excel with product visualisation in V-ray
Hussain Almossawi guides us through professional V-ray tips
In this tutorial, we will be looking at a product visualisation workflow. In this case, I will be taking one of the toys that I have designed and explaining how to render, colour and present it in an interesting way. Designing the product is usually half the challenge but then the way in which we present it to the world completes the story full circle and can either elevate a product and take it to another level or kill it and make it undesirable, even if it’s a pretty cool design.
In this tutorial, we will be talking about some of the key elements when it comes to rendering, the kinds of materials to use, cameras, environments and choosing the most interesting angles and views to render your product in. I see all of these things as a recipe to a great and exciting outcome to a project, whether it’s a car, bike, shoe or anything else.
This tutorial will be short but it will cover the key points that you can consider and start to apply when the time comes for you to start rendering your own projects for your clients or portfolio. I urge you to explore each tip further and see what you can make out of it. For example, when we are discussing lighting, every kind of lighting setup could result in a different mood for your render. It could feel vibrant and fresh instead of serious and dry.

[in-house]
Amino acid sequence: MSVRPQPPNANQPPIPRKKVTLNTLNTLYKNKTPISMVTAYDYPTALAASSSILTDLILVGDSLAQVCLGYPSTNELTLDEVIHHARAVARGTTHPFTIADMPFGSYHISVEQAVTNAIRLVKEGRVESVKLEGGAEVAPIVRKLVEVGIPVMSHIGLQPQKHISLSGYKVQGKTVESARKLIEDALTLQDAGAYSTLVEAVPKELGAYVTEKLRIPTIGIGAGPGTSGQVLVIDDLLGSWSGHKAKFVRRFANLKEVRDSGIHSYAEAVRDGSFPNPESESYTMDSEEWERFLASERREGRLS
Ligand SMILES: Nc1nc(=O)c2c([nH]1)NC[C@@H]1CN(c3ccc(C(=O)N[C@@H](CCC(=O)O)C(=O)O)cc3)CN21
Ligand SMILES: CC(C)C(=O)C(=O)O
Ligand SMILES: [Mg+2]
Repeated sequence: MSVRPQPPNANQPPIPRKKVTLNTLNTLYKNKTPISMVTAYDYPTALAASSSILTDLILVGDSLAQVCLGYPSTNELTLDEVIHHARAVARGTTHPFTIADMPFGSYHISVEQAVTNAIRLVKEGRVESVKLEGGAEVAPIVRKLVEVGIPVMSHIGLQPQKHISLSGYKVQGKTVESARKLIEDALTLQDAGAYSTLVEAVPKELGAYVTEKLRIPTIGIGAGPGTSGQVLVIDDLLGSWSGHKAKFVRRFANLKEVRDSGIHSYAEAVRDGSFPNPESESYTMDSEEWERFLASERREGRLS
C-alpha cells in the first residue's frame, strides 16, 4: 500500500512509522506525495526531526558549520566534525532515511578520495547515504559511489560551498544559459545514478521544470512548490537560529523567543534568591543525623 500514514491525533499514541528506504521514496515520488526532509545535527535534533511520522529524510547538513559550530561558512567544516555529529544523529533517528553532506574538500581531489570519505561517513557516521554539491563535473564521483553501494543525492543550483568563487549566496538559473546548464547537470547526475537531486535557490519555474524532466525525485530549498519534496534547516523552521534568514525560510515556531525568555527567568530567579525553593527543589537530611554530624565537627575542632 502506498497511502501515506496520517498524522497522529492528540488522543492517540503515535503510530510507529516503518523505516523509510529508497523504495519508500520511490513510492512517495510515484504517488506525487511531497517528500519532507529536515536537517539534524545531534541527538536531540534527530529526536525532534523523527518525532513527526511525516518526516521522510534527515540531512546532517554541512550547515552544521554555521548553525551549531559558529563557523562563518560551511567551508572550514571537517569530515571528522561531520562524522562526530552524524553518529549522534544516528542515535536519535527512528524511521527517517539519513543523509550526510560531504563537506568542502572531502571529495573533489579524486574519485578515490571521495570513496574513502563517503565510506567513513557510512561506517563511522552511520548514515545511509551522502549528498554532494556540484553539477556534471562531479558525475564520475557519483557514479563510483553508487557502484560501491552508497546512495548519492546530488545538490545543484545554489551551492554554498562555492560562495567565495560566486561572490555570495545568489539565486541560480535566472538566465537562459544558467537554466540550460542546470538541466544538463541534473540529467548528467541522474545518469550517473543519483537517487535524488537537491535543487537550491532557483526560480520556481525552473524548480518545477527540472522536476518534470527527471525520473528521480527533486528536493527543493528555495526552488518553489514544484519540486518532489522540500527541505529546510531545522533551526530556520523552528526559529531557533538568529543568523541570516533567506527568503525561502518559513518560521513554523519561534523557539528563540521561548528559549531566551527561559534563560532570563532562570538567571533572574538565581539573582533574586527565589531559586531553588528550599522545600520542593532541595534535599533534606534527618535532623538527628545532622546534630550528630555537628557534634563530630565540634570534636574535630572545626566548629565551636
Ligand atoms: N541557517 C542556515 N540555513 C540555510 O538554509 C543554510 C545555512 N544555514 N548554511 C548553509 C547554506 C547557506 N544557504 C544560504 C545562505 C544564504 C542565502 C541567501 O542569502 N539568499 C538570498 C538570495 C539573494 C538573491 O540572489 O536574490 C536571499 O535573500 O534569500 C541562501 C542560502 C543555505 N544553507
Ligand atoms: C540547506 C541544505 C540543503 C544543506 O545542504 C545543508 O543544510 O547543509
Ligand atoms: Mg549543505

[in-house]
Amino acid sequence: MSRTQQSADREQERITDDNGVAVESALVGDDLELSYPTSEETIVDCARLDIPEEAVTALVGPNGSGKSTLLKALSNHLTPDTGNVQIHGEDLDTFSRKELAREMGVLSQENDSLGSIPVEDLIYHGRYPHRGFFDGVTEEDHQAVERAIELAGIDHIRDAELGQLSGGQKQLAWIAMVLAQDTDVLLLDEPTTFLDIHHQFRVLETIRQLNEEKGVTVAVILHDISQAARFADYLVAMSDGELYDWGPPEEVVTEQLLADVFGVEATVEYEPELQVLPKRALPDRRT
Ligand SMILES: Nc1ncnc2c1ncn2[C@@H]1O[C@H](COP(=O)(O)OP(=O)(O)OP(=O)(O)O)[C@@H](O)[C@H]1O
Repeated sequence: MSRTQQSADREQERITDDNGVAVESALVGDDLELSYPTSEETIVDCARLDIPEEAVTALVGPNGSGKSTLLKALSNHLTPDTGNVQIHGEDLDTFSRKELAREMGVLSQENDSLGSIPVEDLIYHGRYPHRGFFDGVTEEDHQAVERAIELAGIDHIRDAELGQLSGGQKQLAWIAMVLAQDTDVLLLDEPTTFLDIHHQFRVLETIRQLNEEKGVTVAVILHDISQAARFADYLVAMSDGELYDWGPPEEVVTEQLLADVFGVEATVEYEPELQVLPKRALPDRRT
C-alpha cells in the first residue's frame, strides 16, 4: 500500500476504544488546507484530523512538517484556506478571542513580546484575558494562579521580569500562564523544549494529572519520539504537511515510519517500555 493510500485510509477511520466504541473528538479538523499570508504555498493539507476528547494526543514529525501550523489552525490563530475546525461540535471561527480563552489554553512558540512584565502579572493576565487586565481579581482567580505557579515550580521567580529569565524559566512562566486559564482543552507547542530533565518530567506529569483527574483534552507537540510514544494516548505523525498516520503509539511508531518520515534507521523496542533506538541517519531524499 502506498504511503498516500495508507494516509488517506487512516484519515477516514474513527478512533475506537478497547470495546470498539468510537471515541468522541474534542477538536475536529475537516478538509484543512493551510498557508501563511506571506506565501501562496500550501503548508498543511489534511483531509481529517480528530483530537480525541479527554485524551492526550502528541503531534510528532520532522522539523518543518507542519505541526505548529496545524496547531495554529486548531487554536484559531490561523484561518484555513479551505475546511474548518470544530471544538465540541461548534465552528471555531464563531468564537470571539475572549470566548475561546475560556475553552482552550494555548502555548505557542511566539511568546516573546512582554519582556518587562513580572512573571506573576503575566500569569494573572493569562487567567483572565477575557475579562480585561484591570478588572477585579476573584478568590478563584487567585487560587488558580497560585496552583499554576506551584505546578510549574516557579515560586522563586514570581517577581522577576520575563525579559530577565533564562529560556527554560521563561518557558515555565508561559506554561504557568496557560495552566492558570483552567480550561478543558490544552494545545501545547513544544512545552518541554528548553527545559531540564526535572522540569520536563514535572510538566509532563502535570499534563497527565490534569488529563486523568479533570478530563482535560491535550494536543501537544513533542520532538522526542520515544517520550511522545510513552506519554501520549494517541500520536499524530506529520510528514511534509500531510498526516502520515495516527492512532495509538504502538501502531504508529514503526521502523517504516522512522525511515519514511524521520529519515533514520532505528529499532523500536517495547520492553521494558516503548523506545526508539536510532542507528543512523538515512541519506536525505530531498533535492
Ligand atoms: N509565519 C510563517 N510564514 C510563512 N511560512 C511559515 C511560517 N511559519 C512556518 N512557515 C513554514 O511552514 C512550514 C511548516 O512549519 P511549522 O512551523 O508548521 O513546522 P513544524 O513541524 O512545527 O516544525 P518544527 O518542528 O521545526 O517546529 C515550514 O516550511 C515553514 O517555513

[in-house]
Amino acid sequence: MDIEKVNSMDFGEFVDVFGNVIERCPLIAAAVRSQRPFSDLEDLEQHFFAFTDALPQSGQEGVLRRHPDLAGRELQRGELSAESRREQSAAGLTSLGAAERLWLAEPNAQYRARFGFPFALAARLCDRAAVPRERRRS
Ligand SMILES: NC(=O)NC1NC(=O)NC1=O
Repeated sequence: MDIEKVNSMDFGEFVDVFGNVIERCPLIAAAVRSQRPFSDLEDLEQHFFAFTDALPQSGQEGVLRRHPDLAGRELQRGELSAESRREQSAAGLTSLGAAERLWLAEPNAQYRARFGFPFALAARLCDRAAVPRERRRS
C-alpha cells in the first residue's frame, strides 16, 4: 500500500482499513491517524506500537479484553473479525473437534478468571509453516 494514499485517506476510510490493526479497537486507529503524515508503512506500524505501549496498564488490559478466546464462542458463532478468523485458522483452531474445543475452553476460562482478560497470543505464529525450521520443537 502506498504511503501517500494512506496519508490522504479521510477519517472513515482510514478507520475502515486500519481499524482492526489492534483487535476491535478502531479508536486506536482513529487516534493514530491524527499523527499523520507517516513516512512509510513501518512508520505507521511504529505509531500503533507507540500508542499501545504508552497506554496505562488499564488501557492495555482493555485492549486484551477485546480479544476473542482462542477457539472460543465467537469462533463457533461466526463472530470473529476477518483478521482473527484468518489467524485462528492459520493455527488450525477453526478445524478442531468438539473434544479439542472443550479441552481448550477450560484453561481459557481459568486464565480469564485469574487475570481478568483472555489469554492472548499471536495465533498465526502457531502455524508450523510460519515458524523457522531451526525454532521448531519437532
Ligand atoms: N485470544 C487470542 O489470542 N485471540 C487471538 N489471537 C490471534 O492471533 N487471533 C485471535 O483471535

In terms of software, the points covered are applicable to any program but I will be using 3ds Max and rendering in V-ray, with the final touch-ups done in Photoshop. Enjoy the read and let’s make some exciting work together!
Set up studio To start with, I usually go with a pretty basic-looking studio set-up in most of my scenes. I start off by creating my backdrop, a simple L-shaped plane, curved or chamfered smoothly at its corner. I tend to make the backdrop 100 per cent white or 98 per cent black as they both look pretty cool at the completion of the project. If I’m going with black, I try not to make it pure black, though, so that I don’t completely lose all of my floor shadows at the end. For this tutorial, we will be going with a white backdrop.